At the hearing of these motions counsel for defendant backed away from the wholly untenable position which he asserted before the Workmen's Compensation Division and conceded that defendant is legally obligated to pay an attorney's fee on the amount of the total projected compensation claim regardless of the form of the distribution order or the lack of actual payment by the client.

The parties thereupon stipulated that this court assume jurisdiction of the controversy and proceed to determine the sole issue, namely, the quantum of attorney's fees to be paid by defendant. Moreover, plaintiff's counsel committed himself to dismiss the appeal from the Workmen's Compensation Division, so that the matter could be resolved on the merits before this court.

In passing, it should be noted that the Workmen's Compensation Division and the Superior Court have concurrent jurisdiction to determine liability of a compensation carrier for legal fees arising out of a third-party recovery so long as the carrier is a party to the litigation. Cf. Caputo v. The Best Foods , 17 N.J. 259 (1955); McDermott v. Standard Accident Ins. Co. , 40 N.J. Super. 119 (App. Div. 1956). Hence, the court will now undertake to determine the method of computation of the fee to be paid by the workmen's compensation carrier.

[123 NJSuper Page 252]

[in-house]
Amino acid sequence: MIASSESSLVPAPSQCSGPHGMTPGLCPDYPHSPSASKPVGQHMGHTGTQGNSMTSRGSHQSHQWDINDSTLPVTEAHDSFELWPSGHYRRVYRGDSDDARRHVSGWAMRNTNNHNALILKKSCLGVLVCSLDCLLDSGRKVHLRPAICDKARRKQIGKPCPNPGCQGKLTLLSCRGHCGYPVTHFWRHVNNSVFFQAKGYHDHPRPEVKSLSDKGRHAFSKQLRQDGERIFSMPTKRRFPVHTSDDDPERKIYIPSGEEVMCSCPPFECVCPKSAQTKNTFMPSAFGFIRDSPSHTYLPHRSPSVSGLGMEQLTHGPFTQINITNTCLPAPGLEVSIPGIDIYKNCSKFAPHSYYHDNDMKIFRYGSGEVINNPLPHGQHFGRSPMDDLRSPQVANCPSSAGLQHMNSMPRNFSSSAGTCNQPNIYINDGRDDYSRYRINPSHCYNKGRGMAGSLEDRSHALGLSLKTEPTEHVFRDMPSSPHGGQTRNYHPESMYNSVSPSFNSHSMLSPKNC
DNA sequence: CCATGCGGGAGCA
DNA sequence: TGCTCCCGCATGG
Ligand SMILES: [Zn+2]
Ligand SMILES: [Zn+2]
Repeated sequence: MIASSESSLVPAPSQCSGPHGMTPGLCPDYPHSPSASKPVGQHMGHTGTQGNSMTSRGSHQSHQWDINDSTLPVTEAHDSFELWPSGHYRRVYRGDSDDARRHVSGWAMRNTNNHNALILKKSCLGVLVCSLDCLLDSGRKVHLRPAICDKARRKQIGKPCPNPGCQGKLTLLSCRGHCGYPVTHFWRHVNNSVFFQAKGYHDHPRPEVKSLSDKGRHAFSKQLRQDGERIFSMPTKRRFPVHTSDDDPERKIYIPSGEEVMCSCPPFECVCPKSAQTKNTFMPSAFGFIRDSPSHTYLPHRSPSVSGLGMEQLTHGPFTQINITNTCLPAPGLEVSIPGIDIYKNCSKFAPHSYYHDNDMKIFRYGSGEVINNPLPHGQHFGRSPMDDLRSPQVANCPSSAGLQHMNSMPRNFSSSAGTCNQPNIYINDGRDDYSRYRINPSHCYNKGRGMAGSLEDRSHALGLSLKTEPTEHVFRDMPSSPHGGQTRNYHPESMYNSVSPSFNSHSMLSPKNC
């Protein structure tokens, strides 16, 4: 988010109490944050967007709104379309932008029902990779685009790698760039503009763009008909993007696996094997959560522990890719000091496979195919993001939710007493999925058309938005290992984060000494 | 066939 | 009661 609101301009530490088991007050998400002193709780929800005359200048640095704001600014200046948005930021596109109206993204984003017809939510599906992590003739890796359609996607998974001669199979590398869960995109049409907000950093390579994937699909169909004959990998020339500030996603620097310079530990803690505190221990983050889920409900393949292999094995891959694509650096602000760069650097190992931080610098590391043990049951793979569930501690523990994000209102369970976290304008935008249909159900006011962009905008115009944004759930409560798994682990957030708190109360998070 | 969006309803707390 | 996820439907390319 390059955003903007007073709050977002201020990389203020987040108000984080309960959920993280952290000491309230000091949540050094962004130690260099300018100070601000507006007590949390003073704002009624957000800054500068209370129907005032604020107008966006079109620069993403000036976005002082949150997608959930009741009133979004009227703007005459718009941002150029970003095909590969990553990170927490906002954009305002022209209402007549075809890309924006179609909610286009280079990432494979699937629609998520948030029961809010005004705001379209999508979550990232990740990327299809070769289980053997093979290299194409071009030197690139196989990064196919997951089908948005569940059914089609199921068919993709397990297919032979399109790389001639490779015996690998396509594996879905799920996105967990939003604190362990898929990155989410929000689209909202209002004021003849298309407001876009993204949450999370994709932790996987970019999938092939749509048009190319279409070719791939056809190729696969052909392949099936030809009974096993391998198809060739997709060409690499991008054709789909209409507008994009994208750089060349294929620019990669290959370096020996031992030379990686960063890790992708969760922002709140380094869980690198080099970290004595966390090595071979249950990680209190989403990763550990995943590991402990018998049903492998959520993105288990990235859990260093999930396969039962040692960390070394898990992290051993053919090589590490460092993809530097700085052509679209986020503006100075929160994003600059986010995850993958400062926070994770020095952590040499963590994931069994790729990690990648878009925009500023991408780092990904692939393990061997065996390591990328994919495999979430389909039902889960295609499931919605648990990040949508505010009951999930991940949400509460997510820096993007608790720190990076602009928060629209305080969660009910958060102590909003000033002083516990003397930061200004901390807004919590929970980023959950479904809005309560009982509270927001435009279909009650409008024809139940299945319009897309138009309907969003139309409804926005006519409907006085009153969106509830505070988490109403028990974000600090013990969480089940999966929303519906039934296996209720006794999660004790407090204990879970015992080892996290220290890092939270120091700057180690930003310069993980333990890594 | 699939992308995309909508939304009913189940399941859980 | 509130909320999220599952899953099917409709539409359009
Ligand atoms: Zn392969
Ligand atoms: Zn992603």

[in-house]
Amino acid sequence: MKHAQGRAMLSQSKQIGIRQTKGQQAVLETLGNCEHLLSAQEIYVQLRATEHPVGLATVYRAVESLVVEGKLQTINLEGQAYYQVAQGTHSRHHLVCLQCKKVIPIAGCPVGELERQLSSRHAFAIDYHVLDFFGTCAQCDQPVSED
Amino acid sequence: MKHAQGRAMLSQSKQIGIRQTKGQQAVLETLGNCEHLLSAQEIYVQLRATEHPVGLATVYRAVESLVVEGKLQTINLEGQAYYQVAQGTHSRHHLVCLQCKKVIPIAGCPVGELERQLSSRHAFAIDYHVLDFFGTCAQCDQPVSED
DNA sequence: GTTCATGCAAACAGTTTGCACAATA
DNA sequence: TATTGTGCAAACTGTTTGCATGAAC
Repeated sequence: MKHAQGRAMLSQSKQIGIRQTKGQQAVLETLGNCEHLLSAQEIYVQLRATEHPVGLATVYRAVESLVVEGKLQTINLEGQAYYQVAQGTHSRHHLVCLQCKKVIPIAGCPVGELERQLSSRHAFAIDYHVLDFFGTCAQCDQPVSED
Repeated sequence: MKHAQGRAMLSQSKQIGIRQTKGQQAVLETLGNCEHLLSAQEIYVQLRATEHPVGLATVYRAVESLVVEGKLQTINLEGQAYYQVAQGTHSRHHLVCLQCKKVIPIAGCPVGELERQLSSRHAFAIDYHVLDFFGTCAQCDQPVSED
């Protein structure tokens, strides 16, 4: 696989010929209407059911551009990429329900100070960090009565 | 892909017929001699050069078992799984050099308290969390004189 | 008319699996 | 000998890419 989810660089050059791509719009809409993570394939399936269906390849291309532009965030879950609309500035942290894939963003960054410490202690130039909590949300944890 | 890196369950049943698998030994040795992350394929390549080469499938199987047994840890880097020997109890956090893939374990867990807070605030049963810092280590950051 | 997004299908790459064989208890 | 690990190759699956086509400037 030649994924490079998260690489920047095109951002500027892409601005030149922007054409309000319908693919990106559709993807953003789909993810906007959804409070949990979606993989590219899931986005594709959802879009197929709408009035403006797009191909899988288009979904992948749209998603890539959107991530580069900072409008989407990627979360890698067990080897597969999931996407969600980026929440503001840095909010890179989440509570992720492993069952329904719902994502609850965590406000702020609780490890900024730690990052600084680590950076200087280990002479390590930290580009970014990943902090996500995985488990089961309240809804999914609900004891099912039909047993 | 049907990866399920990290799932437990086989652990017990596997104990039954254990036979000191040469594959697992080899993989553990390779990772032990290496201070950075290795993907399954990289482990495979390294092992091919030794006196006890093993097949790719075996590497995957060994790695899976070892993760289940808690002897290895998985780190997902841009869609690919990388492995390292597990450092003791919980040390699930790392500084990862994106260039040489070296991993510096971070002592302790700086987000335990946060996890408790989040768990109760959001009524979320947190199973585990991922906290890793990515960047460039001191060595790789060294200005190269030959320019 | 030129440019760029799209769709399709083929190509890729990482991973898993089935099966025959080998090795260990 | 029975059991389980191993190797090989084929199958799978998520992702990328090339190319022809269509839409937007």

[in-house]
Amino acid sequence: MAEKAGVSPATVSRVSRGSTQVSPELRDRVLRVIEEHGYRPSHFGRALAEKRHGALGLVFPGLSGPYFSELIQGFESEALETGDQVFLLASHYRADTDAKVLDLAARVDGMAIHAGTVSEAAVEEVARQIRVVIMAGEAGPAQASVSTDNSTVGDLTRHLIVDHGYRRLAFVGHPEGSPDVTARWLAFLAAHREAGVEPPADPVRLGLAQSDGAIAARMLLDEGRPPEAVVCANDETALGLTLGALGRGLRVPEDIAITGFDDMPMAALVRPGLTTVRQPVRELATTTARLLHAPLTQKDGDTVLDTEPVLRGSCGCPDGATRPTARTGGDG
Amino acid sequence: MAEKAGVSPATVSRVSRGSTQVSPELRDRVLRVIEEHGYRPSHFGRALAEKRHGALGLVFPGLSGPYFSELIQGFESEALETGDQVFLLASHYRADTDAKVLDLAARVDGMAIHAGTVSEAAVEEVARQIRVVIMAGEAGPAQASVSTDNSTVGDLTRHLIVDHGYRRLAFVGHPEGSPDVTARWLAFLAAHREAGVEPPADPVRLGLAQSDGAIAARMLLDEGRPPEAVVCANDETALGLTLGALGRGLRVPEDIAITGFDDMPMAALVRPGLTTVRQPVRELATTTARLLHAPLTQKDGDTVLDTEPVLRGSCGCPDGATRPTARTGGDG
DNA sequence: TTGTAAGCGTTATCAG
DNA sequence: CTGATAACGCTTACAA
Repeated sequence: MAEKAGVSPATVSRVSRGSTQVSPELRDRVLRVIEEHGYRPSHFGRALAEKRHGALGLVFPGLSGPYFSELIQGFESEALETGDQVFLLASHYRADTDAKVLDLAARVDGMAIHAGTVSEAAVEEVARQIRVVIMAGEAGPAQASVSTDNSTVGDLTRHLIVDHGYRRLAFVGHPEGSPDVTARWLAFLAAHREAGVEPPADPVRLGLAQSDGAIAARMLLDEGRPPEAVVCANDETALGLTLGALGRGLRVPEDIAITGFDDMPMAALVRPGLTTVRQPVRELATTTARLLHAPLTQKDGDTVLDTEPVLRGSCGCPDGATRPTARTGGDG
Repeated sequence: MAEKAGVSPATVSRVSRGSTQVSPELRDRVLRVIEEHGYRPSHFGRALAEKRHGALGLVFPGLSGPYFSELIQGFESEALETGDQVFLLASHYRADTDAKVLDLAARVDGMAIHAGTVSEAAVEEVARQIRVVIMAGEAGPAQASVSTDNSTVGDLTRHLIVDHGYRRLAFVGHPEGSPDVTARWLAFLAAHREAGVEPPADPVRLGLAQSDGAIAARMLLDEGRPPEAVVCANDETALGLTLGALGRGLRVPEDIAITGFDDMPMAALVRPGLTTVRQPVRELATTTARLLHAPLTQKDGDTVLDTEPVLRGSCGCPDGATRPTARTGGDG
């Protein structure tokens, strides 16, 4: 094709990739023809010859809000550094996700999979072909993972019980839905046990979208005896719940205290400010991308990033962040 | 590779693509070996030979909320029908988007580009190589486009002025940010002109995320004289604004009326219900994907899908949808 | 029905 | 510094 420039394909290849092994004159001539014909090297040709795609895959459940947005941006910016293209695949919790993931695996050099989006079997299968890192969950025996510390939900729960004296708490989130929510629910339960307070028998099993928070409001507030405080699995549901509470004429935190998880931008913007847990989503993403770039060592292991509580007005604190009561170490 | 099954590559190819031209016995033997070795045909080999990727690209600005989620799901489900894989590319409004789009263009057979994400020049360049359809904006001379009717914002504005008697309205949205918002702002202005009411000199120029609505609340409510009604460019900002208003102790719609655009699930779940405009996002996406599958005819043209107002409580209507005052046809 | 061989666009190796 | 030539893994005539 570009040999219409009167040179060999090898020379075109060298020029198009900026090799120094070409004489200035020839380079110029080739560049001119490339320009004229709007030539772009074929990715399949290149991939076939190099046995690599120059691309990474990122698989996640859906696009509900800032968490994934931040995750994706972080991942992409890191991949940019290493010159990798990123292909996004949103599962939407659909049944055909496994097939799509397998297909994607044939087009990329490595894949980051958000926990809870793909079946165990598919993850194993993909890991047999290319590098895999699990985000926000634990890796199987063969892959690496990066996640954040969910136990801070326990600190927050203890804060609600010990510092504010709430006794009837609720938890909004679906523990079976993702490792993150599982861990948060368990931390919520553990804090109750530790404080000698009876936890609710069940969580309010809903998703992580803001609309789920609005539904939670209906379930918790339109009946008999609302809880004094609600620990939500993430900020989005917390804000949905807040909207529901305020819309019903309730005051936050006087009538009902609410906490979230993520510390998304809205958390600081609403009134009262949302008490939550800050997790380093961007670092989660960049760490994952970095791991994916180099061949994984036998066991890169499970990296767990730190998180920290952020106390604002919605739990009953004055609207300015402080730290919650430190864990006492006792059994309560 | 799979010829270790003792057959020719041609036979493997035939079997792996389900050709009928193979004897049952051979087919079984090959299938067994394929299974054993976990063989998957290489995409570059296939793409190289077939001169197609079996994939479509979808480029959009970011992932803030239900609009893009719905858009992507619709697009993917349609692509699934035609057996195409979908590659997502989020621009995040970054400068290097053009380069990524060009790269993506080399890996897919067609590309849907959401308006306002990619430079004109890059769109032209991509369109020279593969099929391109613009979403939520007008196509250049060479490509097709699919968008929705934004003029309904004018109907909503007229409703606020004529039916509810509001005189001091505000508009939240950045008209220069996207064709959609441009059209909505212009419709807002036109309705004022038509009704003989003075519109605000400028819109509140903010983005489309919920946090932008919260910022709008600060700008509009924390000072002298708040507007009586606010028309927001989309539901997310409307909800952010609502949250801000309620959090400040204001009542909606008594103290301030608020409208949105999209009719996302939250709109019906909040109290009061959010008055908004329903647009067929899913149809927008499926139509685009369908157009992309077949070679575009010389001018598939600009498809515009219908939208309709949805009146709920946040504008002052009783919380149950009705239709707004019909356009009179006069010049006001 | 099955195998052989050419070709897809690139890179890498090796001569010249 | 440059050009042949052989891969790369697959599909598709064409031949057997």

Plaintiff's counsel asserts that (a) such fee is not controlled by the contingent fee schedule contained in R. 1:21-7 and that he should receive 33-1/3% of the financial benefit gained by defendant through the third-party recovery; (b) if R. 1:21-7 is applicable, the percentage rates should be computed on the projected liability of the carrier in an independent manner, without consideration of the contingent fee applied to the client's recovery and with a maximum limitation of 33-1/3%.

The application or manner of application of R. 1:21-7 to the subrogative recovery of a workmen's compensation carrier has not been determined as yet in any reported opinion.

N.J.S.A. 34:15-40, which is the underlying statute establishing the liability of the workmen's compensation carrier for its share of the counsel fees incurred in a third-party recovery provides that the attorney's fee shall not be "in excess of 33-1/3%" plus expenses not in excess of $200. It is settled that where the third-party recovery exceeds the liability of the employer or his insurance carrier, the latter is liable for the fee computed upon the total compensation liability regardless of the amount actually paid or unpaid at the time of the third-party recovery. Dante v. Gotelli , 17 N.J. 254 (1955); Caputo v. The Best Foods, supra.

it is also clear that the contingent percentage fee provision of the statute is but an outside limit subject to the caveat that "the fee ratio shall not exceed that actually borne by the injured workman." Caputo v. The Best Foods, supra. Thus, in the latter case, it was held that the spirit and reason of the statute dictated that the fee assessable against the compensation carrier was only one-sixth of its recovery in view of the fact that the agreement between the employee and counsel provided for a contingent fee of one-sixth of the settlement of the tort action.